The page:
|Publication number||US5030960 A|
|Application number||US 07/647,190|
|Publication date||Jul 9, 1991|
|Filing date||Jan 24, 1991|
|Priority date||Nov 17, 1986|
|Publication number||07647190, 647190, US 5030960 A, US 5030960A, US-A-5030960, US5030960 A, US5030960A|
|Inventors||Steven W. Bartley|
|Original Assignee||Hughes Aircraft Company|
|Export Citation||BiBTeX, EndNote, RefMan|
|Patent Citations (2), Non-Patent Citations (2), Referenced by (9), Classifications (5), Legal Events (6)|
|External Links: USPTO, USPTO Assignment, Espacenet|
This is a continuation of application Ser. No. 07/526,965 filed May 21, 1990 now abandoned, which is a continuation of application Ser. No. 07/255,223, filed Oct. 11, 1989 now abandoned, which is a continuation of application Ser. No. 931,571, filed Nov. 17, 1986 now abandoned.
The present invention relates to optimization of antenna sum and difference patterns, and in particular, to a sidelobe suppression arrangement for a monopulse antenna using sum and difference patterns to track targets.
As is generally known, a monopulse antenna may be subdivided into sections, for example, by using horns or quadrants, and the radar then senses the target displacement by comparing the amplitude and phase of the echo signal for each horn or quadrant.
The RF circuitry for a conventional antenna divided into quadrants subtracts the output of the left pair from the output of the right pair to sense any imbalance in the azimuth direction (azimuth difference pattern) and the output of the top pair from the output of the bottom pair to sense any imbalance in the elevation direction (elevation difference pattern). See Radar Handbook, Merrill Skolnick, McGraw Hill, 1970. The subtracter outputs, i.e., the difference patterns, are zero when the target is on axis, increasing in amplitude with increasing displacement of the target from the antenna axis.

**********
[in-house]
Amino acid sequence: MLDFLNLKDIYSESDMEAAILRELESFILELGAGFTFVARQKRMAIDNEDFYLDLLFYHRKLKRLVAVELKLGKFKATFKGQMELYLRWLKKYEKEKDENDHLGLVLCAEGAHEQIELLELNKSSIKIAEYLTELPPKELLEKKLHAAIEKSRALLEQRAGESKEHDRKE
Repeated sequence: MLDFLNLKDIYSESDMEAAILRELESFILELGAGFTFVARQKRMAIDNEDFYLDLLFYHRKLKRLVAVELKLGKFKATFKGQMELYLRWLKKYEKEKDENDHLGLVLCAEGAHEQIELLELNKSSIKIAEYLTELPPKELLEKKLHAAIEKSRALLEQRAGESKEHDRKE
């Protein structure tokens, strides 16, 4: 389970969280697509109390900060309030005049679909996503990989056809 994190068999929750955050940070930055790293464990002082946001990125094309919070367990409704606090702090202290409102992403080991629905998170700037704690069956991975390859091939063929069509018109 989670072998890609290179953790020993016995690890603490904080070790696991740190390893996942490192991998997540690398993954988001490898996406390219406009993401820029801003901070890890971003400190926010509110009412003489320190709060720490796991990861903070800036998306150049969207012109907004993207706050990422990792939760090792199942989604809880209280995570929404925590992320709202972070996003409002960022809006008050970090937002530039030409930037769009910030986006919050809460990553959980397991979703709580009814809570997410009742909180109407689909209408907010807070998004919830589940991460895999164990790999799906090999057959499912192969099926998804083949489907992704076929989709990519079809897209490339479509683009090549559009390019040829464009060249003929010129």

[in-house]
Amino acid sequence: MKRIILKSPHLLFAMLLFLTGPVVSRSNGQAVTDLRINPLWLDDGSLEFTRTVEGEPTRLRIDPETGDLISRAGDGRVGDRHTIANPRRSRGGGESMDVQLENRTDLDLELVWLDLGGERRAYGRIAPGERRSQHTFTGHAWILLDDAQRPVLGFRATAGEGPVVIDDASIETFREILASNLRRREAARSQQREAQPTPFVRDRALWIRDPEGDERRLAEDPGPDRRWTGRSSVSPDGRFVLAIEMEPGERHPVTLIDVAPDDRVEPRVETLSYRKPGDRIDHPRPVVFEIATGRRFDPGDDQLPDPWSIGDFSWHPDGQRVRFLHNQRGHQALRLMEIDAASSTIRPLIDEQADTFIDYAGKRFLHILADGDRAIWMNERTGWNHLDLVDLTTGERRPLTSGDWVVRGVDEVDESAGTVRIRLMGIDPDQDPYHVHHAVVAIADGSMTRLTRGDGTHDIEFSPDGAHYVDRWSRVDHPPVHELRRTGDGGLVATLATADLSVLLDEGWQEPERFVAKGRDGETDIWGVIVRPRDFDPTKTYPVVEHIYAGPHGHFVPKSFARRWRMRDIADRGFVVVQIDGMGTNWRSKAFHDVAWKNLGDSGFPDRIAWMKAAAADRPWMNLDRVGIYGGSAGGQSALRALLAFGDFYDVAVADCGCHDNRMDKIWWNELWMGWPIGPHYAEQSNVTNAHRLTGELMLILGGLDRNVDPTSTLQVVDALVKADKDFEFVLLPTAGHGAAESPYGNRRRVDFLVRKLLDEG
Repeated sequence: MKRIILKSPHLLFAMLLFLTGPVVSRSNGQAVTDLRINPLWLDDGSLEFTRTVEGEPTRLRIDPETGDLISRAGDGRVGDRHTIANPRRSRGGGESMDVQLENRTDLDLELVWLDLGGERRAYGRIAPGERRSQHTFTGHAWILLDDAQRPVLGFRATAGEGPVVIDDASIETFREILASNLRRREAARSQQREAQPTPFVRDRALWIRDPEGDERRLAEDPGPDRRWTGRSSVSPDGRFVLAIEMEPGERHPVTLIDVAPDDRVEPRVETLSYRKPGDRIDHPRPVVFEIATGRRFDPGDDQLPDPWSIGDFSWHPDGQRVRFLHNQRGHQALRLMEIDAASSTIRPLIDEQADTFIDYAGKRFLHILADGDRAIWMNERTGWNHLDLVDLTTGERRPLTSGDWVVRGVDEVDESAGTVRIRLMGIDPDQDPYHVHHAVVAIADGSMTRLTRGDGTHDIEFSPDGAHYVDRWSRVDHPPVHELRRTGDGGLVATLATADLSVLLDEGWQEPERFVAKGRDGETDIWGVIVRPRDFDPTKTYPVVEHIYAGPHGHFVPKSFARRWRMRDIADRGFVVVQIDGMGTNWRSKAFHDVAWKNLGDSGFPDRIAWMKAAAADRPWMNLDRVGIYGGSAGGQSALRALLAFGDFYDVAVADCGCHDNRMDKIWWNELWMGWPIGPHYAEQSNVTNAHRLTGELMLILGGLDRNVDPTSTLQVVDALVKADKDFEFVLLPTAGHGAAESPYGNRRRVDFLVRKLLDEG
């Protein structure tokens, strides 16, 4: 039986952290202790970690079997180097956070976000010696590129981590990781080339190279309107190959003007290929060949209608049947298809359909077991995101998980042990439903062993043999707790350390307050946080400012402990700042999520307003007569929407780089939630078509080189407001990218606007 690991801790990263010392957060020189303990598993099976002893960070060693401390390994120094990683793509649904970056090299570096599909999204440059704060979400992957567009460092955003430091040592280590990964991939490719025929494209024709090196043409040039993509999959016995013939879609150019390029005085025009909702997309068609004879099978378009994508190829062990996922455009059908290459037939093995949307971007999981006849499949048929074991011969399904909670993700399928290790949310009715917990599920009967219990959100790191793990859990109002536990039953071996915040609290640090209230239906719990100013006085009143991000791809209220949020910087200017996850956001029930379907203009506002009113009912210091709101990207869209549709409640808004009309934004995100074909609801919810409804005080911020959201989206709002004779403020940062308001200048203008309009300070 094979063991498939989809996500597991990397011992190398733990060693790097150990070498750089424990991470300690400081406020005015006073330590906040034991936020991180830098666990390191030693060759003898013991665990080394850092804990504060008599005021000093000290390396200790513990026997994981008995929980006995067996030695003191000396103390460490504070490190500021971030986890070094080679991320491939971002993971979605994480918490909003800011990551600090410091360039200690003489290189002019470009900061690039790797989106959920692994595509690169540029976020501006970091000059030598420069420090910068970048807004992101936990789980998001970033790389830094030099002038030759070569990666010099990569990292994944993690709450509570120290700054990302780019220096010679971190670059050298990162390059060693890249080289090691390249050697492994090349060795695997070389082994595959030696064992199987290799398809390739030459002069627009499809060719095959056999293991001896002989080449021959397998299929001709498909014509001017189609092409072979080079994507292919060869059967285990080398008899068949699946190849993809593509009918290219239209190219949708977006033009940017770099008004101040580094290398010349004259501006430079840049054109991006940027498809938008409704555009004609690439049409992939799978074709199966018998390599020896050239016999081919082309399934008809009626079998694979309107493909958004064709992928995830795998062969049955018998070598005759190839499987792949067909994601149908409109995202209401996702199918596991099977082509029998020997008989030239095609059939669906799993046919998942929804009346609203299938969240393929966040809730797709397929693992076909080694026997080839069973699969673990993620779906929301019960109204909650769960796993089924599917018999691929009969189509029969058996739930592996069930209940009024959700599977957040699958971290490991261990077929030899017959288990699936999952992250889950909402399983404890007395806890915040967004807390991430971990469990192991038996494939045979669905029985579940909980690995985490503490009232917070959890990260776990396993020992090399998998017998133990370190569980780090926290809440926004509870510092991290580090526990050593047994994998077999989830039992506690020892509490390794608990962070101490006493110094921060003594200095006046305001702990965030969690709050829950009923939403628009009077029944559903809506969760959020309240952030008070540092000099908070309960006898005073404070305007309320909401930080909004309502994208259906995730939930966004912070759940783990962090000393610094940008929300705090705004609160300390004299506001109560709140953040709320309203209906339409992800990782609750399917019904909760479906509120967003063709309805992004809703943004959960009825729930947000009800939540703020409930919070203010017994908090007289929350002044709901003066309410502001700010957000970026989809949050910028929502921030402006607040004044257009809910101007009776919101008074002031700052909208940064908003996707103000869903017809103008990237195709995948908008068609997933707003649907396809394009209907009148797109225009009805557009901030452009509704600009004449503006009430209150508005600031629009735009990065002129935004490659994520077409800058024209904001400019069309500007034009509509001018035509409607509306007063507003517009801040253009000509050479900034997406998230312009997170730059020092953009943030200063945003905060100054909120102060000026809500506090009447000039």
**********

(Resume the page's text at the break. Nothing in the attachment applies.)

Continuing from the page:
A sum signal, usually representative of the energy received over the entire aperture, is generated and used as a reference signal, for video input, and for gain control.
There are many trade-offs in feed design and radiation patterns because optimum sum and difference signals, low sidelobe levels, polarization diversity, compactness, and simplicity cannot all be fully satisfied simultaneously, especially when using a single feed. Historically, a common approach has been to optimize the sum pattern and to tolerate the resulting difference pattern signal. However, it is generally regarded that optimizing undesirable features of the difference patterns are important in eliminating significant tracking problems. See Corlin, U.S. Pat. No. 4,525,716; June 15, 1985. For example, high sidelobes in the difference signals increase radar susceptibility to interference from background clutter or other off axis sources of radiation which results in tracking error and loss of efficiency.
The problem of simultaneously optimizing the sum and difference signals in view of the above stated design considerations has been solved in accordance with the invention. The invention is a radar system using sum and difference signals to track targets including aperture means having a cross sectional area for transmitting energy toward a target and receiving return energy and circuit means selectively coupled to said aperture means, said circuit means generating a sum signal using return energy from said aperture means and generating difference signals using return energy from said aperture means exclusive of energy from a predetermined cross-sectional area, whereby said sum and difference signals are simultaneously optimized for the system.
FIG. 1 is a conventional five horn antenna for providing sum and difference patterns;
FIG. 2a is an embodiment of the invention showing an aperture having an array of elements partitioned into quadrants and strips;
FIG. 2b is a sum and difference network for providing desired sum and difference signals for the embodiment of FIG. 2a;